Education boss ‘very proud’ as council unveils Black curriculum

The new curriculum features three modules dedicated to Windrush

Hackney Council has announced a new curriculum that will see local pupils, from those still at nursery to those preparing for GCSEs, formally learn about Black British history.

Hackney’s Diverse Curriculum – the Black Contribution is a nine-week lesson plan developed by the Town Hall in partnership with teachers, and is fittingly being unveiled as the borough celebrates Black History Season.

The curriculum features a series of modules which chart the contributions of Black people across the ages and can be adapted according to the age or needs of students.

These modules include ‘When I Grow Up’ for pupils aged five and under, ‘Activism’, ‘British Identity’, three that cover the history of Windrush up to the present day, and more.

Within the Windrush units, students will learn about the announcement of two new public artworks to be installed in Hackney’s Town Hall Square next year.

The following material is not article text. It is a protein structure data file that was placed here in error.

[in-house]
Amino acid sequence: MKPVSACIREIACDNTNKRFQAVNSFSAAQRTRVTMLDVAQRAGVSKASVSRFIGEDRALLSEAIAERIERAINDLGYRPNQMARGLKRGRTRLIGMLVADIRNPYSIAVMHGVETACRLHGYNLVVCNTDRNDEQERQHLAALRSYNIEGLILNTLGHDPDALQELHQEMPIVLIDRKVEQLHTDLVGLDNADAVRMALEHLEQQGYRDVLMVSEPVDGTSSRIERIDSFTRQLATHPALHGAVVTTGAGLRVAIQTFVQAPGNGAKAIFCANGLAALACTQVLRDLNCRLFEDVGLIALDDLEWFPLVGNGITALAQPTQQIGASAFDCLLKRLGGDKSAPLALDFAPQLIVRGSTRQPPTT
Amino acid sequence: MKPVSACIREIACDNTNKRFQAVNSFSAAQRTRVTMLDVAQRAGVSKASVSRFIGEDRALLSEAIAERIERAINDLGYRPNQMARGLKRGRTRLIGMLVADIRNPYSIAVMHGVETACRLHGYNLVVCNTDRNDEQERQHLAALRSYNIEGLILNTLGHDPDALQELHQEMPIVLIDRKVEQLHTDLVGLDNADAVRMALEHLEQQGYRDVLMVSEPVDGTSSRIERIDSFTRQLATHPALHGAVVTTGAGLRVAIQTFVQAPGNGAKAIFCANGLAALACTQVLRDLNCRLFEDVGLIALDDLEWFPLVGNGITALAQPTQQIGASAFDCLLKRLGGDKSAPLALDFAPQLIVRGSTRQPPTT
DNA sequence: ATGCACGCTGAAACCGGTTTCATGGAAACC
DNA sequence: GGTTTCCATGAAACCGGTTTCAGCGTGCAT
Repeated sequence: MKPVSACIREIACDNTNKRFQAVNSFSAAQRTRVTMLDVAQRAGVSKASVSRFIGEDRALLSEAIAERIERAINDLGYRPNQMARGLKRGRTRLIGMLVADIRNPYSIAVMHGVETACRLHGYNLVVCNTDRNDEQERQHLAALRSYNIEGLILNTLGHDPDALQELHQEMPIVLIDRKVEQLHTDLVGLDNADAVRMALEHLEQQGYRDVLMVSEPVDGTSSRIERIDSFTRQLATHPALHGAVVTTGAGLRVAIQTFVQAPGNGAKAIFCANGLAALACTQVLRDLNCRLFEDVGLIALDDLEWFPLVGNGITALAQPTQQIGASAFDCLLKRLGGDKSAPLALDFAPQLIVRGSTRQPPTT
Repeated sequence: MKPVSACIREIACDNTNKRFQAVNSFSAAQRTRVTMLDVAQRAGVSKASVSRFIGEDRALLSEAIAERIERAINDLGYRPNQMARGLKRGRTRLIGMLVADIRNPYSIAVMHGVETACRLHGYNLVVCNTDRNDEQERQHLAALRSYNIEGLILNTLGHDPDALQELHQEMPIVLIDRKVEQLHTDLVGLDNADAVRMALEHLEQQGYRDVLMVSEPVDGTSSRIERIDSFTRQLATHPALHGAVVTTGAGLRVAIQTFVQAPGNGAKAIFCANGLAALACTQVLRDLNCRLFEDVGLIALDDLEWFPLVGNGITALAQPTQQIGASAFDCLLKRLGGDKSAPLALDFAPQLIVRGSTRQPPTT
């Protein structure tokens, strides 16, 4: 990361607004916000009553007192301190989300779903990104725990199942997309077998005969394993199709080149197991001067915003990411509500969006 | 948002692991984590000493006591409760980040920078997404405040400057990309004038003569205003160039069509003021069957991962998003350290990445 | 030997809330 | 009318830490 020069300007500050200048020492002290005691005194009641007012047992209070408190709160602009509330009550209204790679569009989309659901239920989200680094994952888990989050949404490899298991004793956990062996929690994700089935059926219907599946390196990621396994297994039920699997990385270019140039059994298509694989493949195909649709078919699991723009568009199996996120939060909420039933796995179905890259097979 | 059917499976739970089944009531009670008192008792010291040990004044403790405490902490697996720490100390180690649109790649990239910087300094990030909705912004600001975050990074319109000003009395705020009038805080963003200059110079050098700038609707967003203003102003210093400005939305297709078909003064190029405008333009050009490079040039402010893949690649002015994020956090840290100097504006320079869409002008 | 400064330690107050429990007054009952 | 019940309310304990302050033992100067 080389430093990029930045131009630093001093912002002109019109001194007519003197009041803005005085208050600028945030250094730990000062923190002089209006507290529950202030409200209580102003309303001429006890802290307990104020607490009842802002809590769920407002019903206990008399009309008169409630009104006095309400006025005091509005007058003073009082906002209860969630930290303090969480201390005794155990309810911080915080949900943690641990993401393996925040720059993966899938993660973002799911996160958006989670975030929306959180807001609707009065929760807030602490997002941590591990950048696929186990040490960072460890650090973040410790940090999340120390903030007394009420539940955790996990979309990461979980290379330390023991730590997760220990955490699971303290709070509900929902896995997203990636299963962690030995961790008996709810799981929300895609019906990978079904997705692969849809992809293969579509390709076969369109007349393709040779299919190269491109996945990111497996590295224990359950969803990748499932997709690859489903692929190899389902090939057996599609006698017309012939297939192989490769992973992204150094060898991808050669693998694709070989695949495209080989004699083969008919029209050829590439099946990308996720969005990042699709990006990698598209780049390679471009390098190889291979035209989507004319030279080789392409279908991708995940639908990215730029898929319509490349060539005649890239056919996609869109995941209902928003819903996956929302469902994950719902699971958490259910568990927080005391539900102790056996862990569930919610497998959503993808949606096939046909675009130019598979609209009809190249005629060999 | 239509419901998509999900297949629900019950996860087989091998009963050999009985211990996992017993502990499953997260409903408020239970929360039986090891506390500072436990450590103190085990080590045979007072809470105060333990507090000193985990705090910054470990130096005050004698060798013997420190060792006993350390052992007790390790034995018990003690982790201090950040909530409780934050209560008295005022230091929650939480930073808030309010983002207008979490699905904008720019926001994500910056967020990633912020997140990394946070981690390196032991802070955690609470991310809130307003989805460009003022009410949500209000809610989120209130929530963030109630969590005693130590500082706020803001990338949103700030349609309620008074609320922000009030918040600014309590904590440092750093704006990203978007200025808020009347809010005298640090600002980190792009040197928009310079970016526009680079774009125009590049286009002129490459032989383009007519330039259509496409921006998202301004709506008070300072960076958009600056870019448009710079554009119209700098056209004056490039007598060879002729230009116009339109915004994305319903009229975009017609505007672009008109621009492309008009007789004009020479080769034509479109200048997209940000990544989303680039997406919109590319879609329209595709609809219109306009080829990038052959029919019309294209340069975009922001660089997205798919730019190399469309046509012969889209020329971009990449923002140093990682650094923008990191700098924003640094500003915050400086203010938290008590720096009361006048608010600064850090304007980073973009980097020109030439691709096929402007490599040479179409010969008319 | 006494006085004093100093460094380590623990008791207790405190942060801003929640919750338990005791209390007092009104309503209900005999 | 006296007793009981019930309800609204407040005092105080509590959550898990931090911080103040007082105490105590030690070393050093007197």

Artefacts from Hackney Museum and Archive will be used to bring stories of migration and the origins of Black culture to life. 

The work is designed to complement the council’s commitment to anti-racism, outlined in the Black Lives Matter motion it passed in July.

Deputy Mayor and education chief Cllr Anntoinette Bramble with a local pupil.
Photograph: Hackney Council

The borough’s Deputy Mayor and education lead Cllr Anntoinette Bramble said: “This year has been significant as we reconcile with the importance of our Black history.

“As we witness the effect of the killing  of George Floyd, the mistreatment of our Windrush Generation and the unprecedented loss of life Covid-19 has had on Black, Asian and minority ethnic groups, it’s important we provide context, encourage debate and enlighten our youth through proactive education. 

“I’m very proud to share these valuable teaching resources with schools. It’s a promise we made when passing the motion, Hackney Black Lives Matter, and I’m looking forward to hearing from pupils and teachers on how they are used in classrooms.

“I want to thank the teachers and staff who enabled my aspiration to make this Black curriculum a reality as it is vital that Black history is taught as part of British history. 

She added that the new curriculum “brings home the message that Black lives matter and that we all have a part to play in dismantling systemic racism and celebrating Black culture”.

The lesson plan has today been emailed to all Hackney schools and is also available upon request to schools outside the borough.